The Westboro Baptist Church is one of America's most infamous hate-mongers, using the bible and Christianity (at least, their brand of Christianity) to justify savage and hateful messages targeted at almost every group imaginable: homosexuals, abortionists, Muslims, Jews, Roman Catholics, even the United States military. When they're not stomping the American flag with soccer cleats or posting hateful parodies of popular songs on their website (the homophobic buggers even had the nerve to parody an Elton John song), they travel thousands of miles from their cozy coven in Topeka, Kansas to picket military funerals, gay pride events and Jewish community centers. They even went so far as to picket the funeral of Matthew Shepard, a young man who was murdered in 1998 for no other reason than the fact that he was gay.
I had a crazy whim to get in contact with WBC yesterday. I wanted to know what it was like to talk to somebody who has such blatant disregard for compassion, humanity - and since WBC's website mockingly claims that they lose 0 nanoseconds of sleep over other people's "thoughts and feeeeellllliiiiiiings," I knew any member of the church would be a perfect match.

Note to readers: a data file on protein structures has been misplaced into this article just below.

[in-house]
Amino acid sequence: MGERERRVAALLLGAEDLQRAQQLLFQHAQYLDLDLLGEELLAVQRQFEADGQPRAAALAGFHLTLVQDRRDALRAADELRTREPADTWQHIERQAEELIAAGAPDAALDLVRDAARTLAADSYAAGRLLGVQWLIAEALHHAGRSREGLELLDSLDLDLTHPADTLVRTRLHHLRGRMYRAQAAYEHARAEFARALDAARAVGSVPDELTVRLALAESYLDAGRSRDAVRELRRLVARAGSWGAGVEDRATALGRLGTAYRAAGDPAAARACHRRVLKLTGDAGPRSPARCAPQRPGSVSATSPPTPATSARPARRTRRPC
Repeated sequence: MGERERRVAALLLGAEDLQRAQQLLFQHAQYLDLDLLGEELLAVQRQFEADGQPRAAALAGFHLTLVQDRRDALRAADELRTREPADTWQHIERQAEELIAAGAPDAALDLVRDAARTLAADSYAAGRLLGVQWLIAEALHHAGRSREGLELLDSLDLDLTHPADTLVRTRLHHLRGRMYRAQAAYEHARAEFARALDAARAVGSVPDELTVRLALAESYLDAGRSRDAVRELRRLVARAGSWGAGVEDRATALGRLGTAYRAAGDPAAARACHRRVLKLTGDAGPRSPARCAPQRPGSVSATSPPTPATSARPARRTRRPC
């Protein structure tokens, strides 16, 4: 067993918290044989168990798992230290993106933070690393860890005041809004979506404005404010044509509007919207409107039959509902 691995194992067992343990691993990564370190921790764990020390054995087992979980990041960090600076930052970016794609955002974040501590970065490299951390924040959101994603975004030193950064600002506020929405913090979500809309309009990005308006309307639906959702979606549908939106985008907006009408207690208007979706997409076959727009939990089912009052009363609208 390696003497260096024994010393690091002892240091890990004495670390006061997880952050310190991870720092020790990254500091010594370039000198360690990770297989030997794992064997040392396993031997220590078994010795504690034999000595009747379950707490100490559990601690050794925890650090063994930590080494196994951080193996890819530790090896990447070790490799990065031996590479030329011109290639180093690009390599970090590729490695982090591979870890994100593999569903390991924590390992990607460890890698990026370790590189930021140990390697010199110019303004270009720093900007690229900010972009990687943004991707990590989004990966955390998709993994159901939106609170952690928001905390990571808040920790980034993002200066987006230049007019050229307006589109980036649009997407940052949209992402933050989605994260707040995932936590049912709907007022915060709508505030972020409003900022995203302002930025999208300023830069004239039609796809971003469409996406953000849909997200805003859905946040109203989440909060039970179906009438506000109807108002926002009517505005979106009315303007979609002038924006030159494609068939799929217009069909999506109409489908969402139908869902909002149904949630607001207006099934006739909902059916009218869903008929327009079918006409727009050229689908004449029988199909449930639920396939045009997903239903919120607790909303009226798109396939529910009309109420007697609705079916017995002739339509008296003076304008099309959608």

It took about an hour and twenty failed call attempts to reach anybody from the church. Clever Netizens have posted the personal phone numbers of all WBC leaders online, but the poor saps can probably only take so many prank calls before they have to acquire new numbers, rendering their old numbers invalid. After hearing The number you have dialed is no longer in service for the twentieth time, finally, I succeeded.
This is a transcript of my interview with a member of the Westboro Baptist Cult Church. For privacy's sake (and the fact that I can't afford to get sued), I've changed the interviewee's name [NOTE: this isn't a parody - it actually happened]:
Schmoopie: This is Schmoopie, may I help you?
Danielle: Hi, are you affiliated with the Westboro Baptist Church?
S: I am.
D: Um, I actually have a few questions.